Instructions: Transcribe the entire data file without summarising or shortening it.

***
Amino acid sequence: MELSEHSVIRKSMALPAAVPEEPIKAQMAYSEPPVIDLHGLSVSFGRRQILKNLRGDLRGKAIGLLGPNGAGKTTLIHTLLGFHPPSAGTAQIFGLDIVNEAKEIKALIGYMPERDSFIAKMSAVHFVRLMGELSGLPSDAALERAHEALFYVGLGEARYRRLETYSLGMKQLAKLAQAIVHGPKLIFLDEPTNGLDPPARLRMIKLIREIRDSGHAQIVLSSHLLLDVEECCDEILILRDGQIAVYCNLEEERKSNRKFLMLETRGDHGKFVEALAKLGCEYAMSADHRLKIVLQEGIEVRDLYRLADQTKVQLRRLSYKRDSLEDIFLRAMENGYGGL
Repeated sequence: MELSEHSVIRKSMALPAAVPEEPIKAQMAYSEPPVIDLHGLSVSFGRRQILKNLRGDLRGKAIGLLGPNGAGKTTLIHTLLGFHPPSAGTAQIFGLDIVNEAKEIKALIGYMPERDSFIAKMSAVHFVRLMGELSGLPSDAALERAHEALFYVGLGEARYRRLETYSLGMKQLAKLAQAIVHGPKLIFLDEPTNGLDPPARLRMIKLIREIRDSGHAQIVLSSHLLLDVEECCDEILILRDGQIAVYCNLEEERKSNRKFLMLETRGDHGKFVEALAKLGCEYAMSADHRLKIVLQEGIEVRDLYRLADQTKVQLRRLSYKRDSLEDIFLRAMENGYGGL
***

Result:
Amino acid sequence: MELSEHSVIRKSMALPAAVPEEPIKAQMAYSEPPVIDLHGLSVSFGRRQILKNLRGDLRGKAIGLLGPNGAGKTTLIHTLLGFHPPSAGTAQIFGLDIVNEAKEIKALIGYMPERDSFIAKMSAVHFVRLMGELSGLPSDAALERAHEALFYVGLGEARYRRLETYSLGMKQLAKLAQAIVHGPKLIFLDEPTNGLDPPARLRMIKLIREIRDSGHAQIVLSSHLLLDVEECCDEILILRDGQIAVYCNLEEERKSNRKFLMLETRGDHGKFVEALAKLGCEYAMSADHRLKIVLQEGIEVRDLYRLADQTKVQLRRLSYKRDSLEDIFLRAMENGYGGL
Repeated sequence: MELSEHSVIRKSMALPAAVPEEPIKAQMAYSEPPVIDLHGLSVSFGRRQILKNLRGDLRGKAIGLLGPNGAGKTTLIHTLLGFHPPSAGTAQIFGLDIVNEAKEIKALIGYMPERDSFIAKMSAVHFVRLMGELSGLPSDAALERAHEALFYVGLGEARYRRLETYSLGMKQLAKLAQAIVHGPKLIFLDEPTNGLDPPARLRMIKLIREIRDSGHAQIVLSSHLLLDVEECCDEILILRDGQIAVYCNLEEERKSNRKFLMLETRGDHGKFVEALAKLGCEYAMSADHRLKIVLQEGIEVRDLYRLADQTKVQLRRLSYKRDSLEDIFLRAMENGYGGL